Takeaways: It does not matter that Megyn is a woman. She is standing her ground and has earned the respect of friends and foes with her straightforward discussion of issues of sexism at the forefront of the presidential campaign.
With the Super Bowl fast approaching, it’s good news that women are finally making waves in professional sports. The Buffalo Bills announced in January that they have hired the NFL’s first female full-time coach. This move follows the Cardinal’s hiring of the league’s female assistant in July, 2016.
In an industry so plagued by sex and abuse scandals (including 1, 2, 3, 4, 5, 6, 7, 8 to list a few), this is relatively small news. Domestic violence accounts for 85 of the 713 arrests of NFL players since 2000 and the NFL’s reaction to such cases has varied immensely. The relationship between the Super Bowl and sex trafficking is another discussion in itself.
Even so, the tiniest of steps towards progress should be acknowledged. The NFL may have a history of sweeping glaring scandals under the rug, but only through public discussion can they be encouraged to make a change for the better.
Takeaways: Small steps are being made in male dominated industries, but we still have so far to go. Celebrate the small victories and keep pushing for change by openly discussing these issues of inequality and sexist mistreatment.
Jonathan Kalin tours college campuses and teaching required courses on consent, because debates around this “gray area” continue on. In this instance, he plays a clip from the infamous movie Superbad, which makes his audience of students laugh.
Founder of Party with Consent, Kalin is bringing more attention to the issue of consent and how it plays a HUGE role on college campuses especially.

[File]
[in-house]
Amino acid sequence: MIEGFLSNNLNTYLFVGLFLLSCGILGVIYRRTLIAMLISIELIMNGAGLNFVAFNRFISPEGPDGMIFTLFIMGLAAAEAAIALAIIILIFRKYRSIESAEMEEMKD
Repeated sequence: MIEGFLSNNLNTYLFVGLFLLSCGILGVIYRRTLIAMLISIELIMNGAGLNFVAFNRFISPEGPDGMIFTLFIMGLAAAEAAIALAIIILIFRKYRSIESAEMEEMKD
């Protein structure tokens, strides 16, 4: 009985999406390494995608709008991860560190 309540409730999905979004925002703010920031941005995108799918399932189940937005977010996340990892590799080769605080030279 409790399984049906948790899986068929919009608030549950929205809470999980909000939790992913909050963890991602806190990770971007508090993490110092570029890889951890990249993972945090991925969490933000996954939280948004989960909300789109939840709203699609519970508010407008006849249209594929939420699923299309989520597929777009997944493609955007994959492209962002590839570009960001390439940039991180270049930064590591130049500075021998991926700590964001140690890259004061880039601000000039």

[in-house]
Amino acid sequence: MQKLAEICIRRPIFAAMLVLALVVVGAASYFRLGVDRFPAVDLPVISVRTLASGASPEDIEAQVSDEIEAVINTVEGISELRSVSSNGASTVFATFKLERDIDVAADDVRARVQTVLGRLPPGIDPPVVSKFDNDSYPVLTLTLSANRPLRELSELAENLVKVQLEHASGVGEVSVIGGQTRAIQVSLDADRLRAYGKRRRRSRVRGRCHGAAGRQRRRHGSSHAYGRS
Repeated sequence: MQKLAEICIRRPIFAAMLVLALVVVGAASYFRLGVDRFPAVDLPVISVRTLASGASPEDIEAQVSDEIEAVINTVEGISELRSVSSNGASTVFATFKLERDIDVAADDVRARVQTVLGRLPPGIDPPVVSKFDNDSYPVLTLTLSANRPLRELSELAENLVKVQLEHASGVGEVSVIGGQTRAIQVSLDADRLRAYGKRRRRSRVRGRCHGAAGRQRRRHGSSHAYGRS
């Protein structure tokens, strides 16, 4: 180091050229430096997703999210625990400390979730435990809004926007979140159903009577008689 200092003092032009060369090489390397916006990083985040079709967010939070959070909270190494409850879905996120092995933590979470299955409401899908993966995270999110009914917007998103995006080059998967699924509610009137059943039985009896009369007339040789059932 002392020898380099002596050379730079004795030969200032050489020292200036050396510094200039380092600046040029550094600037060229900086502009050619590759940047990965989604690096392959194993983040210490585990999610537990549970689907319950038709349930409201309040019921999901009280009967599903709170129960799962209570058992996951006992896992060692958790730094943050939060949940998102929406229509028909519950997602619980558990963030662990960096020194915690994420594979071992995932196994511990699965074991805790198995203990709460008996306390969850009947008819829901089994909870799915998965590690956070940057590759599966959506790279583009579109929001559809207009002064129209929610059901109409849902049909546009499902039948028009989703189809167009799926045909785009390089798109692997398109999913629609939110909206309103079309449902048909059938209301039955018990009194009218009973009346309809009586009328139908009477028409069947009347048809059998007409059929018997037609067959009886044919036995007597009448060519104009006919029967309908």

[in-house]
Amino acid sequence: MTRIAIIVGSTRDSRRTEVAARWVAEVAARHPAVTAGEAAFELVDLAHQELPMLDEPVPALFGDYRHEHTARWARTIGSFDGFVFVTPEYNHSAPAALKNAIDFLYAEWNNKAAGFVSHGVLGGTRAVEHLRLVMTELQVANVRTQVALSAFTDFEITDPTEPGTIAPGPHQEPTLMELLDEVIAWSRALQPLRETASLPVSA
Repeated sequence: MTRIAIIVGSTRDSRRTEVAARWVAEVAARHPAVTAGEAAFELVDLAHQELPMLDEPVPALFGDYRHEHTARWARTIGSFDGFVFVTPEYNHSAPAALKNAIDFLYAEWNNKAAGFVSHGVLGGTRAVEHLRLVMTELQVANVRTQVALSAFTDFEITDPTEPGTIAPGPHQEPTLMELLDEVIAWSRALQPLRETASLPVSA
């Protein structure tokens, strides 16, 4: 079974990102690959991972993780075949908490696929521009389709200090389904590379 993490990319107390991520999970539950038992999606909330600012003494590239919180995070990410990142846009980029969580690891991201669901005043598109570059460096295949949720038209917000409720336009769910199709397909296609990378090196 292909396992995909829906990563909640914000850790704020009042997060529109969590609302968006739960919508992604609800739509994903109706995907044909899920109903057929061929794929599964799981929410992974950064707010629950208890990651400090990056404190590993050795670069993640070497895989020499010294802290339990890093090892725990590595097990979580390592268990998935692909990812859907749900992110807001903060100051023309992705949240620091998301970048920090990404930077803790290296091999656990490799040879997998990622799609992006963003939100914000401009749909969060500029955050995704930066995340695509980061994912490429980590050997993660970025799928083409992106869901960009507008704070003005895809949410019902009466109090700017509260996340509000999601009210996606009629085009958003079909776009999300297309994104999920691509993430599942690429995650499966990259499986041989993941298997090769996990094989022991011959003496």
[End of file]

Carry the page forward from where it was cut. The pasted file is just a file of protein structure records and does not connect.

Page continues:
“The statistics by this point are familiar: More than one in five college women will become victims of sexual assault, most of them by somebody they know, with very few coming forward to report the crimes. In the vast majority of these cases (80 percent, according to a 2009 study), alcohol is involved, for both women and men.
More surprising, perhaps, is that the way men and women understand consent is in almost direct opposition to each other: One study found that 61 percent of men say they rely on nonverbal cues — body language — to indicate if a woman is consenting to a sexual act, while only 10 percent of women say they actually give consent via body language (most say they wait to be asked).” – Jessica Bennett, The New York Times
When it comes to consent education, there has been some rebuttal from some who believe it can’t solve everyone’s problems or that these courses are an invasion or privacy. While not perfect, at the very least these courses further the discussion around consent in a time when college campuses are plagued by related scandals.
Takeaways: Consent apparently needs to be taught and can differ from person to person. The basic idea of “only yes means yes” is an element of most consent education campaigns, but the format of these courses has yet to be perfected.
Did we miss something huge? Let us know! Submissions are always welcome and comments are highly encouraged and will be approved to further discussion as long as they follow our guidelines. Please keep an open mind and respect your fellow humans.